Industrial cameras are key components in machine vision inspection systems and are used in a wide variety of fields, especially for production monitoring, measurement tasks, and quality control. Industrial digital cameras are generally more rugged than regular standard digital cameras. This is because they must be able to cope with a variety of complex and changeable external influences, such as being used in harsh environments such as high temperature, high humidity, and dust. There are many classification forms of industrial cameras, the following are more commonly used:
1. Area scan camera: The area scan industrial camera uses the surface as the unit for image acquisition, and can directly obtain complete two-dimensional image information. Although the total number of pixels of area scan cameras is larger, the number of pixel units distributed to each row is less than that of line scan cameras, so the resolution and scanning frequency of area scan cameras are generally lower than those of line scan cameras. Area scan cameras can be used for area, shape, position measurement or surface quality detection, etc. Direct acquisition of two-dimensional graphics can reduce the complexity of image processing algorithms to a certain extent. In practical engineering applications, it is necessary to select according to engineering needs.
2. Line scan camera: Since the photosensitive element of the line scan camera is in the shape of "line", the collected image information is also linear. In order to collect complete image information, it is often necessary to cooperate with the scanning motion. Such as collecting images of materials such as metals and fibers moving in a uniform straight line. The line array image sensor is mainly CCD, and some line array CMOS image sensors have appeared in the market, but the line array CCD is still the mainstream. At present, the scheme of image acquisition by trap-array CCD and scanning motion is widely used, especially when a large field of view and high image resolution are required.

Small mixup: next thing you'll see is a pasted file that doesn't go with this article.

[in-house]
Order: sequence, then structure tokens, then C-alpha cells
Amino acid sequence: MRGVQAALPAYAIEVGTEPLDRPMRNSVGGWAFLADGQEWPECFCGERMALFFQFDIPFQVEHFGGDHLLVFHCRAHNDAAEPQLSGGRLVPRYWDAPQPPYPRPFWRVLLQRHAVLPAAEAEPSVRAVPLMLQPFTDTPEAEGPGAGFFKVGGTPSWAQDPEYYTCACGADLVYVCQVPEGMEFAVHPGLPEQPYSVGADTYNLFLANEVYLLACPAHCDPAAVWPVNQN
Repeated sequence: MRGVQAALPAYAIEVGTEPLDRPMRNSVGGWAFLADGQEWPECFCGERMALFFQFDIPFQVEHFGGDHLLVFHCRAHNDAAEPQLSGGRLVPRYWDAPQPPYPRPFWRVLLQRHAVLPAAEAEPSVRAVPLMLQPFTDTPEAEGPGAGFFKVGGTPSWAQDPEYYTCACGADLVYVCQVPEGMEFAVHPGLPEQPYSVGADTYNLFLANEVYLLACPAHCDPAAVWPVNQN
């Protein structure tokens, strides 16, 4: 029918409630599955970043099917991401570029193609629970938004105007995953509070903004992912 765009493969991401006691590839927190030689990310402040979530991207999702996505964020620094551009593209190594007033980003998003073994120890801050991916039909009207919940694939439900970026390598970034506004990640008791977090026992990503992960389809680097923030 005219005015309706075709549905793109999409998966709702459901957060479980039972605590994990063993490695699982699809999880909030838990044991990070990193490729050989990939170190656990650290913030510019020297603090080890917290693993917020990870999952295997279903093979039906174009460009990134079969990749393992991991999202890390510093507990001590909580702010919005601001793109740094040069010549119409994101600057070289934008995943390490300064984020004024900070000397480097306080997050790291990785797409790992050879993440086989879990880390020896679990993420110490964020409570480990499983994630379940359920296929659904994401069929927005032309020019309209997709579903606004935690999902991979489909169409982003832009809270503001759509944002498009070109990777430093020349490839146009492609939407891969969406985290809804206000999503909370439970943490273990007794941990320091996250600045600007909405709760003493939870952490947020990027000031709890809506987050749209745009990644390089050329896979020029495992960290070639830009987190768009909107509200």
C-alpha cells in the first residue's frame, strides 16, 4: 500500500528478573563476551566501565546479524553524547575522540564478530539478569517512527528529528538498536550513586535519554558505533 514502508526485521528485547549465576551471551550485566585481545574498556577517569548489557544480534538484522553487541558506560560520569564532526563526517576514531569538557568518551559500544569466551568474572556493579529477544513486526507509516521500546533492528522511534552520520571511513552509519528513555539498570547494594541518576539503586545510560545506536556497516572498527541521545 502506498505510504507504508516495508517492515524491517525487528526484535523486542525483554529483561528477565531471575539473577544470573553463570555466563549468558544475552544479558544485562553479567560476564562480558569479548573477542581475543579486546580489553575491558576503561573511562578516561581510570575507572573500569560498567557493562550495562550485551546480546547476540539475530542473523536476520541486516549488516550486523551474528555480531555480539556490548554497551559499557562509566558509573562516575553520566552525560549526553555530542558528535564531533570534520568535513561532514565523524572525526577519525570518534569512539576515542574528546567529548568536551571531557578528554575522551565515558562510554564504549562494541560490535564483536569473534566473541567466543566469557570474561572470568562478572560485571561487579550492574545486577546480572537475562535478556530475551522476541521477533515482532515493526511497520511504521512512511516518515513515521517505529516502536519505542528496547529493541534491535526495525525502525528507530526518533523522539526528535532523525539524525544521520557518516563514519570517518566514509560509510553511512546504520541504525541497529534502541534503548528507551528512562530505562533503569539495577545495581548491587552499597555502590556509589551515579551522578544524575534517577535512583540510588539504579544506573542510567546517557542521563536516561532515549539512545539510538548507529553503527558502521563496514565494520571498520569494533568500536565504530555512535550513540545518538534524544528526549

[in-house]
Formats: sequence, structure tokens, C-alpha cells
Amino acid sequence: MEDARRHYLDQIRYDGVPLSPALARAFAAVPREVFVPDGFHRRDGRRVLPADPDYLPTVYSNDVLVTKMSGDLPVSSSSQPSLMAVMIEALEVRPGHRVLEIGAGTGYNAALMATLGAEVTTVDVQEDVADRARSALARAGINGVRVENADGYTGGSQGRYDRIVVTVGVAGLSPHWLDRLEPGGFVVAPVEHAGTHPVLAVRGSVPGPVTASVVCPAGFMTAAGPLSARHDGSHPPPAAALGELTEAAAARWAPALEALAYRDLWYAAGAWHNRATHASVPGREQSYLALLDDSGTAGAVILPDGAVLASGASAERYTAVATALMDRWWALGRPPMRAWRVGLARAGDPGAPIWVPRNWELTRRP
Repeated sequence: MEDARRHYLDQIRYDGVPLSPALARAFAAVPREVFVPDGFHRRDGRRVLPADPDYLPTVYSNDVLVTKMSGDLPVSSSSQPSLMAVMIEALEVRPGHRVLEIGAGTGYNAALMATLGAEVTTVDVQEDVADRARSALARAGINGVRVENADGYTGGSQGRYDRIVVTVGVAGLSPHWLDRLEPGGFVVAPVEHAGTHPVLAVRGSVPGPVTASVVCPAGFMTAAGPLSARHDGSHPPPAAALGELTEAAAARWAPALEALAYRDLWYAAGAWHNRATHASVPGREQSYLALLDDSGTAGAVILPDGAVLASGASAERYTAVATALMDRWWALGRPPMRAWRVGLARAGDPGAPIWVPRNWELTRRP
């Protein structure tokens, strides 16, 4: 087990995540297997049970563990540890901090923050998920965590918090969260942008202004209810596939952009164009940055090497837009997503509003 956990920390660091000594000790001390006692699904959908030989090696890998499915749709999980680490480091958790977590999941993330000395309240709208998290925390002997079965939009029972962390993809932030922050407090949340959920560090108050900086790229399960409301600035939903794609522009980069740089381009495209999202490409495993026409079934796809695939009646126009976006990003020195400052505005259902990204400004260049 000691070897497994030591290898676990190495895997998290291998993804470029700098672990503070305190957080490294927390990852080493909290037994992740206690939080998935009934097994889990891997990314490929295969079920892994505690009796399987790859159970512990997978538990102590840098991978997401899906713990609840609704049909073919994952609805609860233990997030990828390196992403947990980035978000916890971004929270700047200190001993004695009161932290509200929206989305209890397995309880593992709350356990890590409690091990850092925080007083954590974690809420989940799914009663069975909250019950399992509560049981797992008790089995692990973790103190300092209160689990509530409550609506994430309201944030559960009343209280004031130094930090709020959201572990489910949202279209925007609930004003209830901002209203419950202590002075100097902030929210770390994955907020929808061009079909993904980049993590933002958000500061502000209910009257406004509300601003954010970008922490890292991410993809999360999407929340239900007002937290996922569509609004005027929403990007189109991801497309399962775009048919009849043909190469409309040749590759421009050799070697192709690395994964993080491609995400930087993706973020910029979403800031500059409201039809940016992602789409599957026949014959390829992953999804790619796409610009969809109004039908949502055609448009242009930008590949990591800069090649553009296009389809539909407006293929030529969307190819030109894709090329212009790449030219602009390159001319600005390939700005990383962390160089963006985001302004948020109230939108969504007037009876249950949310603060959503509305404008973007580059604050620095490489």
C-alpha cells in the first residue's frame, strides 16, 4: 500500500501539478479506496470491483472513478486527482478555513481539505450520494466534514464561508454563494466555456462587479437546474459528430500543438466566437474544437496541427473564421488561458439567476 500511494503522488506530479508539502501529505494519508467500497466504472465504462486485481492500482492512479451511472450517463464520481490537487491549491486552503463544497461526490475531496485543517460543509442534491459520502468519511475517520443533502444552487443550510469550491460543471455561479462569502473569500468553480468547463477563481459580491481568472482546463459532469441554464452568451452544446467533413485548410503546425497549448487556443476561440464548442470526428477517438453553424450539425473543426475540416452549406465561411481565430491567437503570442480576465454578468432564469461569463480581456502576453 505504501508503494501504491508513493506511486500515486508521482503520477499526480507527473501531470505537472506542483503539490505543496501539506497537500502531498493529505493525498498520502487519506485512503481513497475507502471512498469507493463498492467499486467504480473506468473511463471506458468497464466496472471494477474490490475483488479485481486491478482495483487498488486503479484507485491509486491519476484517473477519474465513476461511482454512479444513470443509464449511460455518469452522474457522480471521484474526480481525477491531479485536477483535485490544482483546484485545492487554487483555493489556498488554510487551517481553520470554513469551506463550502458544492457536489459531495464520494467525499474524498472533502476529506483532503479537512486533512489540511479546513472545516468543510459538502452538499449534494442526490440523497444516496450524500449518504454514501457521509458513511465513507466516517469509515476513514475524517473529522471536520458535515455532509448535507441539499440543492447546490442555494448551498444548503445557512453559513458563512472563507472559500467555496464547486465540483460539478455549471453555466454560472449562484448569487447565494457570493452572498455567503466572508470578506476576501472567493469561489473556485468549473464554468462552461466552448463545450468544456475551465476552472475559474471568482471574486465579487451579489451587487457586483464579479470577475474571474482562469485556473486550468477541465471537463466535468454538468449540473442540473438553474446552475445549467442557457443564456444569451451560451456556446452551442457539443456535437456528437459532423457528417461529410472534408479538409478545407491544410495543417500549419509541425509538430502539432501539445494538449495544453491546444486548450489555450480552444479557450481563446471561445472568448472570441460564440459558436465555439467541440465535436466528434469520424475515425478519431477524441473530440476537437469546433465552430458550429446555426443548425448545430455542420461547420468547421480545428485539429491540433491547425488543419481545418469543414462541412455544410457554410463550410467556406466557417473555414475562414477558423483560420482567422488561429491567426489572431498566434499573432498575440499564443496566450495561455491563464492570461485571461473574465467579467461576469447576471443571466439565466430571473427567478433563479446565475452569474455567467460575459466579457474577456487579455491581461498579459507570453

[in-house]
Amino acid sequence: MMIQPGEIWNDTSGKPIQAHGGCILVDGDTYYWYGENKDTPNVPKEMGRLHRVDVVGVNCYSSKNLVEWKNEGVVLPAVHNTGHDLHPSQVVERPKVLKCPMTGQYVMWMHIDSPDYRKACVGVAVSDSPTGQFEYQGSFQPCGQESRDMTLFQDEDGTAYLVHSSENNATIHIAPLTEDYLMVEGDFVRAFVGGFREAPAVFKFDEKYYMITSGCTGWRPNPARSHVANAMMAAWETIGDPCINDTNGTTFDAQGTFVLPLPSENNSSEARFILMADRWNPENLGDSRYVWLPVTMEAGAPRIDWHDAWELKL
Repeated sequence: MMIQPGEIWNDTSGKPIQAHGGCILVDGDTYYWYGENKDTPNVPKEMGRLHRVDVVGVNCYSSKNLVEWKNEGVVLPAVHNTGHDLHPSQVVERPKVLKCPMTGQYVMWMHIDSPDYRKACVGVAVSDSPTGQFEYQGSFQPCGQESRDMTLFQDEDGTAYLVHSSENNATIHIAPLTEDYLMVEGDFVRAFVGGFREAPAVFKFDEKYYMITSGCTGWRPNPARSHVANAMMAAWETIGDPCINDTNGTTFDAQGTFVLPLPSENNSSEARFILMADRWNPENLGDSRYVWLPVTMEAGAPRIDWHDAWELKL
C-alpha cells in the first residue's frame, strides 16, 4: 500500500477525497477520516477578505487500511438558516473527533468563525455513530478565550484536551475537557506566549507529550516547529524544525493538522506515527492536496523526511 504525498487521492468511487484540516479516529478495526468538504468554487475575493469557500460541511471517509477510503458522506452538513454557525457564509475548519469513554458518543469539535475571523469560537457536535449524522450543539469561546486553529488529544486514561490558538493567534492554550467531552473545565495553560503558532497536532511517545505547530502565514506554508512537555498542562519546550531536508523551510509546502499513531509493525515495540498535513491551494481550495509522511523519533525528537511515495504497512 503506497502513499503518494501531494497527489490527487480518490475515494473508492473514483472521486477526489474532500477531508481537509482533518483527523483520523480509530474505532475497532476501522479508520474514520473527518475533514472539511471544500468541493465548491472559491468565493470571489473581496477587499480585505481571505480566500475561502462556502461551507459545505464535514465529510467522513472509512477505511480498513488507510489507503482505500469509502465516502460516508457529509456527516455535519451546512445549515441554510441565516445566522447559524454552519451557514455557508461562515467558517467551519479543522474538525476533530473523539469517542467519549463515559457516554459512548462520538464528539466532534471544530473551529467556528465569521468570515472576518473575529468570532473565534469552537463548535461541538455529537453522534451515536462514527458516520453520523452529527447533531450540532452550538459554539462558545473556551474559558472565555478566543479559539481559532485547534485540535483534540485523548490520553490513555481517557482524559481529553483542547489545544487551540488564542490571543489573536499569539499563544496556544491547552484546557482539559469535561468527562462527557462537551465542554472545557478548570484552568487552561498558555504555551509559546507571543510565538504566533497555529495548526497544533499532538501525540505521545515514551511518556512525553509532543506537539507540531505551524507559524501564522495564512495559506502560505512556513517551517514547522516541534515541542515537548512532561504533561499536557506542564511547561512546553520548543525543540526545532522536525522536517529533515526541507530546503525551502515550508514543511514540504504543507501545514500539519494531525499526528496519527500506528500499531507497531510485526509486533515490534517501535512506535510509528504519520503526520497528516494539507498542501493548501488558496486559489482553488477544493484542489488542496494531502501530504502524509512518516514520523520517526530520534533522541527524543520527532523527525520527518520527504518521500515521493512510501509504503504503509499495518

3. Black and white camera: The output image is black and white, which is a black and white industrial camera. When the light hits the photosensitive chip, the photon signal will be converted into an electronic signal. Since the number of photons is proportional to the number of electrons, a black-and-white image that reflects the intensity of light can be formed by mainly counting the number of electrons. After being processed by the microprocessor inside the camera, the output is a digital image. In a black and white camera, the color information of the light is not preserved.
4. Color industrial camera: The output image is a color industrial camera. In fact, the CCD cannot distinguish the color, and can only feel the strength of the signal. In this case, in order to collect color images, in theory, a beam splitting prism can be used to divide the light into optical three primary colors (RGB), and then three CCDs are used to perceive the intensity separately, and it is best to combine them together. This solution is theoretically feasible, but the cost of using 3 CCDs and a beam splitter increases sharply. The best way is to use only one CCD to output various color components. However, false colors appear in the details of color images, resulting in reduced accuracy.
In industrial applications, if what we want to deal with is related to the color of the image, then we need to use a color camera; if your test object does not need to check the color difference, a black and white camera will be a better choice, especially for object surface detection, by black and white The accuracy and detail of the images captured by the camera is usually much higher than that of the color camera. Black and white cameras are more accurate than color cameras at the same resolution.
You may also be interested in the following information